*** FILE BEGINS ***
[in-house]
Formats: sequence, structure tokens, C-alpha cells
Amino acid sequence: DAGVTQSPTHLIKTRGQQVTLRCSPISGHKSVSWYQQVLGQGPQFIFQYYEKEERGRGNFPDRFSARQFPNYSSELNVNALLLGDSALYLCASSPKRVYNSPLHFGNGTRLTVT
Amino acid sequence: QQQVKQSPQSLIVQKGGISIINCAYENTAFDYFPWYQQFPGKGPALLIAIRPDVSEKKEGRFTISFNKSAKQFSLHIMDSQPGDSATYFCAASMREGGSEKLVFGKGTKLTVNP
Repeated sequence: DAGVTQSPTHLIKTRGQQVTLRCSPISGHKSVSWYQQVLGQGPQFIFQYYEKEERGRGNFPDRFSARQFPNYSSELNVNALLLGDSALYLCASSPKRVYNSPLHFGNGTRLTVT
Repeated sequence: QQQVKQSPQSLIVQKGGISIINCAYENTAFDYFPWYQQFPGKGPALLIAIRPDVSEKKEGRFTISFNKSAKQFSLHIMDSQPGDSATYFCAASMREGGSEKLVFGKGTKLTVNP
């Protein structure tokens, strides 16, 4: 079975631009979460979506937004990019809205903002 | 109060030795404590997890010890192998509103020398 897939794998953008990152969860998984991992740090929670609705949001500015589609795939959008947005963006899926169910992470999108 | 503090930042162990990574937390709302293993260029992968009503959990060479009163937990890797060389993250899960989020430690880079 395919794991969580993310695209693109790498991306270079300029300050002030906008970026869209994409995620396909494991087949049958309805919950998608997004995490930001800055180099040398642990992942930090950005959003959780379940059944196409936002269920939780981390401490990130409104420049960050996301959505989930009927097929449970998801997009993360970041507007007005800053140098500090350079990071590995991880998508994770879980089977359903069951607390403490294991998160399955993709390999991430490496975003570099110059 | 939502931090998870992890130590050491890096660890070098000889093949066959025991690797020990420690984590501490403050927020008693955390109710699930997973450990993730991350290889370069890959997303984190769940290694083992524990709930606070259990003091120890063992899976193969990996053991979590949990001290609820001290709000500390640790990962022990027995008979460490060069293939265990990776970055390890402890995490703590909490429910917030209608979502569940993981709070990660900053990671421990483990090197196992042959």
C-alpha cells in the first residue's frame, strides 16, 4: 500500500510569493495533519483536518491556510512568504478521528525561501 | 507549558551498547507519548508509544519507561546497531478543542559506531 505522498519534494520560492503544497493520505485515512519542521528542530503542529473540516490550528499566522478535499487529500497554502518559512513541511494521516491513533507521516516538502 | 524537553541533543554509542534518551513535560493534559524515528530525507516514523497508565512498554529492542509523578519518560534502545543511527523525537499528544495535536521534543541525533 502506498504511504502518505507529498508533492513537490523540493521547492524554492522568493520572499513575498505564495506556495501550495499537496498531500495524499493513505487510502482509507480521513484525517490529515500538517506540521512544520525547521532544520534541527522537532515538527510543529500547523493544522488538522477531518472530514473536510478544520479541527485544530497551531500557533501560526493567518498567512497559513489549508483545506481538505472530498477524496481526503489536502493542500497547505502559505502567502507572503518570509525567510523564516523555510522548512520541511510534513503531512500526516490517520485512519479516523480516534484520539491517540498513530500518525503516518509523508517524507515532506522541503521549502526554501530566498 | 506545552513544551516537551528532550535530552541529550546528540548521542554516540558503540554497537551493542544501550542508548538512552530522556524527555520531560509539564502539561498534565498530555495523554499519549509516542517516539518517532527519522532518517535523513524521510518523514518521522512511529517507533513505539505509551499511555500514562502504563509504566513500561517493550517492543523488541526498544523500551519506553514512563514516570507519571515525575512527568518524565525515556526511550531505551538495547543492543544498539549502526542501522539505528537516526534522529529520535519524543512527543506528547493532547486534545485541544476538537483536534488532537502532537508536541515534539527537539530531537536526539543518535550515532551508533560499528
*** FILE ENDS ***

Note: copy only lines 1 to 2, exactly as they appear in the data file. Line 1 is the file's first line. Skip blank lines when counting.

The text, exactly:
[in-house]
Formats: sequence, structure tokens, C-alpha cells